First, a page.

“Books, you know, they’re not just commodities. The profit motive often is in conflict with the aims of art. We live in capitalism. Its power seems inescapable. So did the divine right of kings. Any human power can be resisted and changed by human beings. Resistance and change often begin in art, and very often in our art—the art of words.

I have had a long career and a good one. In good company. Now here, at the end of it, I really don’t want to watch American literature get sold down the river. We who live by writing and publishing want—and should demand—our fair share of the proceeds. But the name of our beautiful reward is not profit. Its name is freedom.”

At the 2014 Boston Anarchist Bookfair: An Anti-Authoritarian Analysis of Syria’s Uprising and Civil War

November 11, 2014

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My proposal for an “Anti-Authoritarian Analysis of Syria’s Uprising and Civil War” has been accepted by the Boston Anarchist Bookfair collective this year.  I will be speaking on the matter at the very end of the bookfair, which spans two days–from 3:30-4:30pm on Monday, 24 November.

A (now slightly dated) précis follows:

“The popular uprising in Syria that has demanded the fall of Bashar al-Assad and an end to Ba’athist domination since its beginning in March 2011 poses a number of questions for the international left, particularly anarchists. For one, the Assad regime has long sought to present itself as an Arab state in steadfast resistance to U.S./Israeli designs in the Middle East, as well as a government that is more representative of Arab public opinion, compared with the various Gulf monarchies. Yet Assad’s regime is bourgeois and highly authoritarian, as is clearly evinced by the disproportionate force with which the regime has met its opponents, as reported by opposition sources and international media.

Undoubtedly, many of the initial demonstrations raised legitimate grievances against the Assad dynasty, and the class character of the protest movements only confirms this. Still, one must not ignore the religious and sectarian aspects of the uprising, which have largely pitted the majority Sunni population against the Alawite and Christian minorities whom Ba’athism has protected and privileged. Moreover, the oppositional movement arguably was “hijacked” by Islamization and jihad, as fueled greatly by the influx of foreign fighters and the significant support in terms of funding, arms, and training as provided to rebels by Saudi Arabia, Qatar, Turkey, Jordan, and the U.S./Israel. Most obviously, this dynamic has been key to the recent emergence of ISIS/Islamic State, and it drives the new war being waged by the NATO-Arab monarch “coalition.”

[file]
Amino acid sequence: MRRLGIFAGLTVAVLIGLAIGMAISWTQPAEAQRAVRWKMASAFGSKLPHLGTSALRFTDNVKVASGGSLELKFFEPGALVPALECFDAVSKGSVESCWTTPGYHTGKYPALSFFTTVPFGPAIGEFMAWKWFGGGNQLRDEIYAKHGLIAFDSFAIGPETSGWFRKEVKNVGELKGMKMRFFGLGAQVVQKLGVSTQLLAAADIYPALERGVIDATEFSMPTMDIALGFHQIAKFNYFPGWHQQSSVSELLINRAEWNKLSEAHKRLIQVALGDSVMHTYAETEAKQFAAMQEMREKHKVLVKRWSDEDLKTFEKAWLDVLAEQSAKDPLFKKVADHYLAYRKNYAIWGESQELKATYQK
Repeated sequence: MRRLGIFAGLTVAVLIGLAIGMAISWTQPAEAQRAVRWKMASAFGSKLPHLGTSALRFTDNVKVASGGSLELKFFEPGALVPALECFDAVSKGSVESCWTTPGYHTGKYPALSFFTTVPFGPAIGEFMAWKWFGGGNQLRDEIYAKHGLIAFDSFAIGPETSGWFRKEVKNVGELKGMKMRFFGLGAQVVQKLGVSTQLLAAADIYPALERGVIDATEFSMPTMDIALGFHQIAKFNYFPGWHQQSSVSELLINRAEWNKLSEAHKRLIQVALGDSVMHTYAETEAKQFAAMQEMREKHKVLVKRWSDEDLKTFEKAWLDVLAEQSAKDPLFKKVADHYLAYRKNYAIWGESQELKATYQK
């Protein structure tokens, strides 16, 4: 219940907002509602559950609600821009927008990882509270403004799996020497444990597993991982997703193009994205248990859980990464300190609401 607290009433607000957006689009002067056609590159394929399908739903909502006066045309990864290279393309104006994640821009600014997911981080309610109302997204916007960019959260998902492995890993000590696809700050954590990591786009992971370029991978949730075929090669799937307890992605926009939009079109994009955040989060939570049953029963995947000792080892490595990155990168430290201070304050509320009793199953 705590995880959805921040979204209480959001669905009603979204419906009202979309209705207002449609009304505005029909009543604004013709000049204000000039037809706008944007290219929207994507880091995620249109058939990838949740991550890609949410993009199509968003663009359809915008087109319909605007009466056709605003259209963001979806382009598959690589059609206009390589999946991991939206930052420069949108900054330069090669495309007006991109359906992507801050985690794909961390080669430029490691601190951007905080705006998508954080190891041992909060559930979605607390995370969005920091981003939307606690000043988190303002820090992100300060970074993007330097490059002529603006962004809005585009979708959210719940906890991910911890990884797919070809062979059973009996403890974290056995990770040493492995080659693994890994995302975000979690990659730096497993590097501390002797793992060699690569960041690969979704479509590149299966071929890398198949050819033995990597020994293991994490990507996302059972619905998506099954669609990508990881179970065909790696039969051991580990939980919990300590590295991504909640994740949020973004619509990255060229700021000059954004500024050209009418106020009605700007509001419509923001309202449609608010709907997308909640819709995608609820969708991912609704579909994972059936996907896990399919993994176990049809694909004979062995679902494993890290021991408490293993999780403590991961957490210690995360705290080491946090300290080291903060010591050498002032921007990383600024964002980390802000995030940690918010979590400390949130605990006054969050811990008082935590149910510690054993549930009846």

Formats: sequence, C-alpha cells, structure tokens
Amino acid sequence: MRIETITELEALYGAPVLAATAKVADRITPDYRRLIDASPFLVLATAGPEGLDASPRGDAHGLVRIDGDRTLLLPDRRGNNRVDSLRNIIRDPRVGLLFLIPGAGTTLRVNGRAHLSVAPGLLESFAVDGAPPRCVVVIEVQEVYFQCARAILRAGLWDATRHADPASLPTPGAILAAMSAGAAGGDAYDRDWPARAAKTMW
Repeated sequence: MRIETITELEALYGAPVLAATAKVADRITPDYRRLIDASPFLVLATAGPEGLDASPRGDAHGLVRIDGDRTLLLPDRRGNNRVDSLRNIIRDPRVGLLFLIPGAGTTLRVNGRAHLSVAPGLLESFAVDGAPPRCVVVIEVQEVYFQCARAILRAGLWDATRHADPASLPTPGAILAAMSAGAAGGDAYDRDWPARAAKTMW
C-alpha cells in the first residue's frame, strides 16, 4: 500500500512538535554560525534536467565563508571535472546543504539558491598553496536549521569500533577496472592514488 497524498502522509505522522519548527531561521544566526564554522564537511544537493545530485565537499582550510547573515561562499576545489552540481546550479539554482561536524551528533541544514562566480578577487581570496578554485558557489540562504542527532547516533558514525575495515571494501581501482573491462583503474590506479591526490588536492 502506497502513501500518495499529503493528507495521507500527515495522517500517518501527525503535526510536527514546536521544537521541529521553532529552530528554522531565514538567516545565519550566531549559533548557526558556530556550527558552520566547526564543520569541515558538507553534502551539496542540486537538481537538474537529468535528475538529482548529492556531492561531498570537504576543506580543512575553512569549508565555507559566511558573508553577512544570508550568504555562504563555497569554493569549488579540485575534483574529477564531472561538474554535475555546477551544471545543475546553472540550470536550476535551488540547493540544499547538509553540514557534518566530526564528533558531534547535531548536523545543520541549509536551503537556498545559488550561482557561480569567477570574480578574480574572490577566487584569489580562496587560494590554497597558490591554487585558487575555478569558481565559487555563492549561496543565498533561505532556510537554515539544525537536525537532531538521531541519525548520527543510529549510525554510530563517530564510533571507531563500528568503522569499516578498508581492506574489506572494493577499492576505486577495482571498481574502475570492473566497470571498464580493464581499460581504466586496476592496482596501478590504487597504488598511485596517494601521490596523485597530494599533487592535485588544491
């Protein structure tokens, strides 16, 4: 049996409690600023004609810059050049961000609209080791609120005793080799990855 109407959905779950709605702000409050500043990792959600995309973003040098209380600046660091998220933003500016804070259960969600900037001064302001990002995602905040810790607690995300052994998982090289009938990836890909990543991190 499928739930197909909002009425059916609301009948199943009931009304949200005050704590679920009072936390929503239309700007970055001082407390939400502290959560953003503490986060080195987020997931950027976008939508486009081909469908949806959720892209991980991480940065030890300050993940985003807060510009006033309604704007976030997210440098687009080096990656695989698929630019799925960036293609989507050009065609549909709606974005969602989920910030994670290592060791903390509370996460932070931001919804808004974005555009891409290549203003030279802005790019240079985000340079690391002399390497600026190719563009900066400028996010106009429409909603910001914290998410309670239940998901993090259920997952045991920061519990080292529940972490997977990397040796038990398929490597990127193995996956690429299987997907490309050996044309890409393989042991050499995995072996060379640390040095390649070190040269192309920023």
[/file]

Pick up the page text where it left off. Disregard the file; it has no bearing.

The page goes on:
This talk, then, will examine the history and practice of Syrian Ba’athism, the course of the uprising from 2011 to present, the meteoric rise of ISIS, and the promising anti-authoritarian example being instituted by Kurds in northeastern Syria (Rojava), an anarchistic experiment that is now radically threatened by Islamic State forces.”

“The Politics of Total Liberation” — Now Available in English!

November 11, 2014

It is unfortunate that this book costs as much as it does….

Dr. Steve Best

My most recent book, “The Politics of Total Liberation: Revolution for the 21st Century,” hitherto available only in German, is now available in English for purchase (PDF download or hardcopy book), on the Palgrave Macmillan site, and other sites such as Amazon.com.

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I am honored that celebrated animal rights author, Norm Phelps, wrote the Foreword to the book, and here is the critical praise on the back cover:

“This is an extraordinary book that shatters all safe spaces found among the debris, torture, genocide, and despair scattered throughout history by the so-called march towards progress.” –Peter McLaren, Distinguished Professor in Critical Studies, Chapman University, USA, Author of Che Guevara, Paulo Freire, and the Pedagogy of Revolution

“For at least the last half century, a biocentric revolution has been unfolding against the destructive tyranny of anthropocentrism — a revolution guided by the natural laws of ecology against…